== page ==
In order to understand colon and rectal cancer, collectively known as colorectal cancer, it might first help to understand what parts of the body are affected and how they work.
The colon is a 6-foot long muscular tube connecting the small intestine to the rectum. The colon, which along with the rectum is called the large intestine, is a highly specialized organ that is responsible for processing waste so that emptying the bowels is easy and convenient. The colon removes water from the stool, and stores the solid stool. Once or twice a day it empties its contents into the rectum to begin the process of elimination.
The rectum is an 8-inch chamber that connects the colon to the anus. It is the rectum's job to receive stool from the colon, to let you know that there is stool to be evacuated, and to hold the stool until evacuation happens.
Cancer that begins in the colon is called colon cancer, and cancer that begins in the rectum is called rectal cancer. Cancers affecting either of these organs also may be called colorectal cancer.
Colorectal cancer occurs when some of the cells that line the colon or the rectum become abnormal and grow out of control. The abnormal growing cells create a tumor, which is the cancer.
Colon and rectal cancer are staged according to how far they have spread through the walls of the colon and rectum and whether they have spread to other parts of the body. This staging process allows doctors to determine the best treatments for the particular cancer. It also allows them to determine if the cancer is getting better with treatment or not responding.
Stage 0 colorectal cancer is found only in the innermost lining of the colon. Treatment usually involves one of the following,
Stage I tumors have spread beyond the inner lining of the colon to the second and third layers and involves the inside wall of the colon. The cancer has not spread to the outer wall of the colon or outside the colon.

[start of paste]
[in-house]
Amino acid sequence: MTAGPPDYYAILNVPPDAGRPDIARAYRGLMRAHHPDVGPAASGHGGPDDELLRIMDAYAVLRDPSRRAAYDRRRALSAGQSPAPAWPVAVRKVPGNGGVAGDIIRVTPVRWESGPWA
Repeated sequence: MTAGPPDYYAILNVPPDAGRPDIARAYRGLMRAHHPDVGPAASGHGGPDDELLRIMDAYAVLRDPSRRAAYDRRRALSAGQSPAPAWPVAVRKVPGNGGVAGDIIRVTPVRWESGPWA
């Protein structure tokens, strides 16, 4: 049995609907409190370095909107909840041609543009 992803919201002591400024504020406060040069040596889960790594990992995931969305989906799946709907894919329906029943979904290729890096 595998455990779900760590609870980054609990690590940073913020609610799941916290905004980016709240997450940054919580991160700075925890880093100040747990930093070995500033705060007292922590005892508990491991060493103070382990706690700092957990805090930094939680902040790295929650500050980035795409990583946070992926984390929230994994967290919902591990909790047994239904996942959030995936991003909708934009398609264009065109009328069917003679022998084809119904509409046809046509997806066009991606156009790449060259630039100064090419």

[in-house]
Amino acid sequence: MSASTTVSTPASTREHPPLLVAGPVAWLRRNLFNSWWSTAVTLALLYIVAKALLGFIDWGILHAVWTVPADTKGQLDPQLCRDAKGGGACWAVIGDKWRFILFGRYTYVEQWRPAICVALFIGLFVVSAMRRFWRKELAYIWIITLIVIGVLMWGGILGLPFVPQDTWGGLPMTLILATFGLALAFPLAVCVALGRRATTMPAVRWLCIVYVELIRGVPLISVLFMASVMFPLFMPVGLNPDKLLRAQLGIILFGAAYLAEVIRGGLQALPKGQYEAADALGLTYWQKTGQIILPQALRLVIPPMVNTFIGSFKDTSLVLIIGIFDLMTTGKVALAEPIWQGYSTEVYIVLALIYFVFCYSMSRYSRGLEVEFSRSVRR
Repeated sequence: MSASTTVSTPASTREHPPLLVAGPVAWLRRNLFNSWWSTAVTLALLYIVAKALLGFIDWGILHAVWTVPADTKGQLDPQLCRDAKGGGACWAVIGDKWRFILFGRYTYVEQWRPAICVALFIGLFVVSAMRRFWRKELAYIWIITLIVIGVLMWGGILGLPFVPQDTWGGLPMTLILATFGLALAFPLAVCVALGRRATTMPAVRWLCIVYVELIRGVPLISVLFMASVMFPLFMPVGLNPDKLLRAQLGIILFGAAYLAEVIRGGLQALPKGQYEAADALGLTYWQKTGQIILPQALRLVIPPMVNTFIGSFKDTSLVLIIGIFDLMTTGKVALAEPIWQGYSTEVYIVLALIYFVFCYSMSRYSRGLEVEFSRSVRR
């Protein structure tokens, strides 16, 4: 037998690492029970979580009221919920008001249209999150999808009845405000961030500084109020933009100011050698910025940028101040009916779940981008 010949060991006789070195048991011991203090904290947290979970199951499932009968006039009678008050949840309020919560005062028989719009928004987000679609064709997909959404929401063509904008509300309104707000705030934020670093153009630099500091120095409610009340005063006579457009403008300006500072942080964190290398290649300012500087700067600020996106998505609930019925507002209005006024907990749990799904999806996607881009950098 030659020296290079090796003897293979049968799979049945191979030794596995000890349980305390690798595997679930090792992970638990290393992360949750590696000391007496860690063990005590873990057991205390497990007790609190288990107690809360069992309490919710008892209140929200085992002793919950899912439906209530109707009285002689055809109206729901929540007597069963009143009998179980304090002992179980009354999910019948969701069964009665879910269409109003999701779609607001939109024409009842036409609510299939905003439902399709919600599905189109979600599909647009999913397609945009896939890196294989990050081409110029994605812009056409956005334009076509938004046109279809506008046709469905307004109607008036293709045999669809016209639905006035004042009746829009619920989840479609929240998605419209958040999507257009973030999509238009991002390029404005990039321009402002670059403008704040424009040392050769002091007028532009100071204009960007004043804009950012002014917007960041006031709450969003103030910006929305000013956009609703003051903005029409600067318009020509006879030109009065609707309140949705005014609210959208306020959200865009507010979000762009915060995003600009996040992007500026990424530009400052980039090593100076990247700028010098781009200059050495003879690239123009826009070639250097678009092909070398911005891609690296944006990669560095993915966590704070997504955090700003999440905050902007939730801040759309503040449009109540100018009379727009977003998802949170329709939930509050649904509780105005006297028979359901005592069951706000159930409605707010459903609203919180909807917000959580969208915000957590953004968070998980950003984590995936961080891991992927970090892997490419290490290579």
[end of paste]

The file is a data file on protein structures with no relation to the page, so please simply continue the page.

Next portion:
Standard treatment involves surgery to remove the cancer and a small amount of tissue around the tumor. Additional treatments are not usually needed.
Aggressive surgery to remove all of the cancer offers a great potential for cure. The five-year survival rate for stage I colorectal cancer is 93% according to the American Cancer Society.
Stage II colorectal cancers are larger and extend through the muscular wall of the colon, but there is no cancer in the lymph nodes (small structures that are found throughout the body that produce and store cells that fight infection).
Standard treatment is surgical removal of the cancer and an area surrounding the cancer: Chemotherapy may also be given as a precaution against cancer recurrence. This is usually restricted to persons with high-risk disease, as the advantages of chemotherapy in this stage of colon cancer are minimal. An oncologist should help in making the decision as to whether chemotherapy is necessary for stage II colon cancers.
Stage III colorectal cancers have spread outside the colon to one or more lymph nodes (small structures that are found throughout the body that produce and store cells that fight infection). Tumors within the colon wall, which also involve the lymph nodes are classified as stage IIIA, while tumors that have grown through the colon wall and have spread to one to four lymph nodes are classified as stage IIIB cancers. Those tumors, which have spread to more than four lymph nodes are classified as stage IIIC colon cancers.
Stage IV colorectal cancers have spread outside the colon to other parts of the body, such as the liver or the lungs. Cancer that has spread is also called "metastatic." The tumor can be any size and may or may not include affected lymph nodes (small structures that are found throughout the body that produce and store cells that fight infection).Make an Appointment